The Charlotte Bobcats are a better team than they were a year ago, even if not by much. Free agents such as Ramon Sessions and Brendan Haywood will provide a veteran presence that the franchise lacked in 2013 once Corey Maggette fell to injury. Kemba Walker and Gerald Henderson, meanwhile, will have another year of progression in the backcourt.

    Unfortunately, Michael Kidd-Gilchrist is expected to take on a role that he just isn't fit to fill. While MKG is certainly an elite prospect whose defensive ability and non-stop motor bode well for a long and successful NBA career, he is not necessarily superstar material.

    Chances are, Kidd-Gilchrist is going to be a player of an Andre Iguodala nature — a great second option but not one that will lead a team to legitimate success.

    Even if that isn't the case, Michael Kidd-Gilchrist enters a situation in which the talent surrounding him is scarce. He also comes into the league with the lack of a veteran presence at his position, as his reserve is a fellow rookie, Jeffery Taylor.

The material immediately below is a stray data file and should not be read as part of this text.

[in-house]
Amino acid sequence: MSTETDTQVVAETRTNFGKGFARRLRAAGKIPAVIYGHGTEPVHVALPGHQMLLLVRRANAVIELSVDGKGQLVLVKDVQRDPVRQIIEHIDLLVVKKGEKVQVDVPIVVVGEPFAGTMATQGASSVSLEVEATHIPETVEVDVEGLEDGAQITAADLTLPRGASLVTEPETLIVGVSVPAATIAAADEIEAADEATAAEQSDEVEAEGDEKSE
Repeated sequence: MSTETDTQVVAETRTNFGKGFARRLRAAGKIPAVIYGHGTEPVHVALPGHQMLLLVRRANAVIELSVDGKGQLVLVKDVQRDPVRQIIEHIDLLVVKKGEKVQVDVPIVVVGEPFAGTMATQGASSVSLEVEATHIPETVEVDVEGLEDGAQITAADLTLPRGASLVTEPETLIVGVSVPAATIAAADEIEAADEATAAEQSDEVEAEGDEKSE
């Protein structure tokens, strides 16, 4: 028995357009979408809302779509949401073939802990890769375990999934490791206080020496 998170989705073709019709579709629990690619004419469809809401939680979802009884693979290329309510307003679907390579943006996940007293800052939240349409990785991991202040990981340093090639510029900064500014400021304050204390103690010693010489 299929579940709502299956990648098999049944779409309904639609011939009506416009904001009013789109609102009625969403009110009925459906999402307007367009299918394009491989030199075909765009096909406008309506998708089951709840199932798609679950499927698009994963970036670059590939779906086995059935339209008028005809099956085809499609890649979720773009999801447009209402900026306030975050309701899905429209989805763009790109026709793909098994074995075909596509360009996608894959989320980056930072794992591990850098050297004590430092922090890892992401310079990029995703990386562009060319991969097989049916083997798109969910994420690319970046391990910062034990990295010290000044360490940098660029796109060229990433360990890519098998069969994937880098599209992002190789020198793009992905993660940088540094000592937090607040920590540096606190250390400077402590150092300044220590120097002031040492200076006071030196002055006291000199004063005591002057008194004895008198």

Things might be looking up for the Charlotte Bobcats, but they still aren't looking good.


    2011-12 College Season Averages

    11.9 PPG, 7.4 RPG, 1.9 APG, 1.0 SPG, 0.9 BPG

Kendall Marshall, Phoenix Suns

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    Position: Point Guard

    Age: 21

    Drafted: First Round, Pick 13


    The key for any rookie entering the NBA is to have a veteran presence at their position. The reason for this, of course, is the value in having a player who can not only groom the prospect into an NBA player, but help them through the ups-and-downs of an NBA lifestyle.

    For Kendall Marshall, that presence is lost, as is the opportunity to see serious minutes, as young Goran Dragic and the underachieving Sebastian Telfair stand at the point guard position alongside him.

    Fortunately, head coach Alvin Gentry is as good at breeding young players as any. Unfortunately, Gentry can't change what fact has now arisen.

    On draft night, it was widely speculated that the Phoenix Suns had selected Kendall Marshall to replace veteran Steve Nash. Nash was the one of the game's best facilitators, while Marshall ranked second in the nation by averaging 9.8 assists per game.

    The Suns then signed Goran Dragic to a long-term deal and pushed Marshall to the back of the line —a line that is significantly longer when you consider how young Dragic still is at 26.

    One way or another, Kendall Marshall is getting the short end of the stick.


    2011-12 College Season Averages